• Gap between the rhetoric and reality?
    • Important reforms on social care contributions.
    • Recently ADSS have said that cuts to social care will lead to the collapse of services.
    • Continuing knock on effect for housing related support under Supporting People.
    • Concern about further cuts under the Comprehensive Spending Review.
    • Government argue that providers and commissioners need to achieve greater efficiencies – partly though more integrated and coordinated services.
what kind of practical measures are being put forward
What kind of practical measures are being put forward?
  • Understanding how older people navigate local services and how housing can prevent or reduce social care pressures.
  • Health and Well Being Boards, housing providers and local authorities – working together to deliver specialist and accessible housing that support independent living to take the pressure off social care.
  • Ensuring older people requiring care and support are aware of the housing options and local services available.
  • Combining and coordinating specialist housing, adaptations services, reablement services to allow a swift and seamless response to individual needs – requires communication and coordination
  • ‘Invest in housing, invest in health’ – practical examples of how housing associations are making a different.
  • Chartered Institute of Housing ‘Delivering housing, health and care outcomes’
what are the economic arguments to improvements in older people housing and related services
What are the economic arguments to improvements in older people housing and related services?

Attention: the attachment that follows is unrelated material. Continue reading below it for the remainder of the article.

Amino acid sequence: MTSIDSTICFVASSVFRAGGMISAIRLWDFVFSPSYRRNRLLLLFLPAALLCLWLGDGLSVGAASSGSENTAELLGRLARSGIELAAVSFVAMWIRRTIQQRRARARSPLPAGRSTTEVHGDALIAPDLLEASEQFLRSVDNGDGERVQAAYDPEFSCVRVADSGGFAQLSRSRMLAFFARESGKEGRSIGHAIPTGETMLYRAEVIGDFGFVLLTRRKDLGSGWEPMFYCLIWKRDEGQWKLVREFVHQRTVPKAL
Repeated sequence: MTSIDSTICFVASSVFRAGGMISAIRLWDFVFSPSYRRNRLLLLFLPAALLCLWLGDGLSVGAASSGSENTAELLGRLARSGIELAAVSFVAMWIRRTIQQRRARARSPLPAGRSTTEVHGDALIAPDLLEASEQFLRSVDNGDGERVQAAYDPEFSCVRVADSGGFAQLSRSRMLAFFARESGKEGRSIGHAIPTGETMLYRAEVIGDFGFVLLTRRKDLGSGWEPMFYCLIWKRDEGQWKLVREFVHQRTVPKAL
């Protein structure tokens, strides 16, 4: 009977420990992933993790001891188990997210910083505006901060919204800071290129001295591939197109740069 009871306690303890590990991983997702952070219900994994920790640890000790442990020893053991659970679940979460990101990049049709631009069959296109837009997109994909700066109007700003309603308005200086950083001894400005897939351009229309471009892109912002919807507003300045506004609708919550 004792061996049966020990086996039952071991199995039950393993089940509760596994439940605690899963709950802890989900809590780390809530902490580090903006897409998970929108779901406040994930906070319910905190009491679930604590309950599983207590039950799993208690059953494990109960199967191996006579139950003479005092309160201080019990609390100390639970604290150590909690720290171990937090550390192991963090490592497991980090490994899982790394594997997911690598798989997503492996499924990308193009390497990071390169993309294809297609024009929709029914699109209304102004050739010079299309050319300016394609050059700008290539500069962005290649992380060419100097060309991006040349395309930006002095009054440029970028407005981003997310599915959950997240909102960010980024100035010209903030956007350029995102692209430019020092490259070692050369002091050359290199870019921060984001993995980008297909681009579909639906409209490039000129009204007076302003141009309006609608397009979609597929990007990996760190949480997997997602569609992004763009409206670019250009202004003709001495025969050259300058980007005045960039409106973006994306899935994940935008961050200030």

• Government figures show that £1.6 bn of housing related support services generated savings of £3.4 bn to the public purse.
  • Fallsby older people in the UK are estimated to cost £1bn a year, yet a basic adaptations like a grab rail, which greatly reduces the risk of a fall, costs just £30.
  • It is estimated that specialist housing reduces the costs to other services by £550 per resident each year.
  • An evaluation of Partnership for Older People’s Projects - every £1 spent on integrated preventative services delivered an average £1.20 additional benefit in savings on emergency bed days. The savings came from a 47% reduction in overnight hospital stays and 29% reduction in the use of accident and emergency departments.
  • An average scheme of 40 apartments brings investment of around £5 million into older people’s housing and other services. It provides 50 jobs for the duration of construction and employment of 17 full and part time staff in a typical extra care scheme.
  • Retirement housing makes more family housing available and therefore boosts local housing markets.
how might the current policy debate on older people s housing influence provision
How might the current policy debate on older people’s housing influence provision?
  • Housing wealth
      • Intergenerational Foundation – hoarding housing?
      • Fabian Society – distribution of housing wealth.
        • more than 20% of individuals aged 50 or older in England, have no housing wealth at all.
        • Also 67% (1.1 m people) of older people living in poverty are owner occupiers.
      • Implications for equity release and taxation policies?
  • Review of the building standards
      • Royal Institute of British Architect (RIBA) – improving space and light.